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The ontogeny of immunity in the honey bee, Apis mellifera L.

Laughton, Alice Martha (2009) The ontogeny of immunity in the honey bee, Apis mellifera L. PhD thesis, University of Sheffield.

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This thesis examines the ontogenetic development of the honey bee immune system in an ecological immunity context. I have optimised established immunological techniques to examine how aspects of the constitutive and induced innate immune response in the honey bee, Apis mellifera L., are affected by life-history and parasite infection. I have used three optimised immune assays to gain a measure of the timing and magnitude of specific immune effector systems in the honey bee, and explored the consequences of variation in immune efficacy throughout development and aging. The major findings of this thesis are: 1. Neither workers or drones employ phenoloxidase for immune defence in the pre-pupal stages 2. Sexual selection does not eliminate the need for an immune response in adult drones 3. In both sexes, there is an ontogenetic up-regulation in immune function with adult age 4. In the case of workers, this increase in immune response is not linked to age polyethism, but rather a continuous increase in investment beginning immediately after adult eclosion 5. Immune challenge results in a decrease in phenoloxidase activity, and an increase in antimicrobial peptide production in adults 6. The antimicrobial peptide immune response shows signs of senescence in immune challenged adult workers and drones 7. Colony investment in immune responses acts on a temporal scale and responds positively to an increased threat of parasitism 8. Parasitism produces variation in colony defence strategies 9. Rainfall is an important factor in the successful establishment of an infestation by the varroa mite, varroa destructor, in honey bees.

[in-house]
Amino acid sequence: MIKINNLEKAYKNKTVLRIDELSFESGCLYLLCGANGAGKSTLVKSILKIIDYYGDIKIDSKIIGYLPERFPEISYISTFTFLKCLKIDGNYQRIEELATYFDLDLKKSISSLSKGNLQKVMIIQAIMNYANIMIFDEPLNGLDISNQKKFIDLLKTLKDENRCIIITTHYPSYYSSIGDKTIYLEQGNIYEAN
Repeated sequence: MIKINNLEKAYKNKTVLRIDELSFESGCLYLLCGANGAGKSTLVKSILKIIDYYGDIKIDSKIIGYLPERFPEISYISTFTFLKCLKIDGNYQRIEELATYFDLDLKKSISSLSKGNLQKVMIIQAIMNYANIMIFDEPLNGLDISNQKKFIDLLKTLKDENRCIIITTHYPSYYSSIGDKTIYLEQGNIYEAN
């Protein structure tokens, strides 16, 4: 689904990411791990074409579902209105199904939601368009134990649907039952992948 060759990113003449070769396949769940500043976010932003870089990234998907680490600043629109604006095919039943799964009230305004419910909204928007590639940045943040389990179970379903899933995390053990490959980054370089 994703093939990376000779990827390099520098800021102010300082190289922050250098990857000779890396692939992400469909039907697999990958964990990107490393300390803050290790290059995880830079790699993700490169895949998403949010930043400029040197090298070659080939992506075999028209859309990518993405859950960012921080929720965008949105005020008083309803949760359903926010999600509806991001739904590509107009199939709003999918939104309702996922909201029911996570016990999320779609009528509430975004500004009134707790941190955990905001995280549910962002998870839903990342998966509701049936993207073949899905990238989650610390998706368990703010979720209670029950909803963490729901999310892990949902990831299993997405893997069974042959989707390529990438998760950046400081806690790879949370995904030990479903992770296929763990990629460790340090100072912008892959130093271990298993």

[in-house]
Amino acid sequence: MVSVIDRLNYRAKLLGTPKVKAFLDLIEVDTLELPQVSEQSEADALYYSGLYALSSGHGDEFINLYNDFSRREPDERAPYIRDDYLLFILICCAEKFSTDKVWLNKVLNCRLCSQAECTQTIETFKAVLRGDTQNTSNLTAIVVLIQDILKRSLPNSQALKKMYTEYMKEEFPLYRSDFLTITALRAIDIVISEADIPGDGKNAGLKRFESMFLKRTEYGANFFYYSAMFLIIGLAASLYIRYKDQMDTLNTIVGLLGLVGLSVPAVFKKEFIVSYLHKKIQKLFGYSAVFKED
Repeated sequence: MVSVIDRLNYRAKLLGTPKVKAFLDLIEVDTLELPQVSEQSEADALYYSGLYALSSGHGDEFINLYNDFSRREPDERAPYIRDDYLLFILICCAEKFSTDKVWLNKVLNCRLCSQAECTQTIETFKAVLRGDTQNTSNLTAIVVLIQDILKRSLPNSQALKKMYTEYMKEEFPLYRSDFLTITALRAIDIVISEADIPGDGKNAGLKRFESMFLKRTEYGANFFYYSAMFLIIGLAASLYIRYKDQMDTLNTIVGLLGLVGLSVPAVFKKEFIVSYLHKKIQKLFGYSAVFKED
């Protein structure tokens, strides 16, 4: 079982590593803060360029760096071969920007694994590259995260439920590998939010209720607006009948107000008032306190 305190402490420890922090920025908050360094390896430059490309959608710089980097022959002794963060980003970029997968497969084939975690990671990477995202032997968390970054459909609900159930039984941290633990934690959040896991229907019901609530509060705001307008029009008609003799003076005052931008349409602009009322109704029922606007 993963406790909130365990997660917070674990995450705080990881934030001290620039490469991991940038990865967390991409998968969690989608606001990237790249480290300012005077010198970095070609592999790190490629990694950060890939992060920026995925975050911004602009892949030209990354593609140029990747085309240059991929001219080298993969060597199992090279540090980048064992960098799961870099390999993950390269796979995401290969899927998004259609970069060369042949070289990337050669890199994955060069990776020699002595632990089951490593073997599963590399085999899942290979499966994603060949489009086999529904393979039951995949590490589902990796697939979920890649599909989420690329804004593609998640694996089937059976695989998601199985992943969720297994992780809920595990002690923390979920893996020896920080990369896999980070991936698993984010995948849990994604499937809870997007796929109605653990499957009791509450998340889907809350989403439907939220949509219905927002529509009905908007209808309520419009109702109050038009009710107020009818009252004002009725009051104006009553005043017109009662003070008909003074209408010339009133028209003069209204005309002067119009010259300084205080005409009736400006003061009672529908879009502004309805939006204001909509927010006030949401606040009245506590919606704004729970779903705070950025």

Item Type: Thesis (PhD)
Academic Units: The University of Sheffield > Faculty of Science (Sheffield) > Animal and Plant Sciences (Sheffield)
Identification Number/EthosID: uk.bl.ethos.500213
Depositing User: EThOS Import Sheffield
Date Deposited: 20 Jan 2017 16:50
Last Modified: 20 Jan 2017 16:50
URI: http://etheses.whiterose.ac.uk/id/eprint/15107

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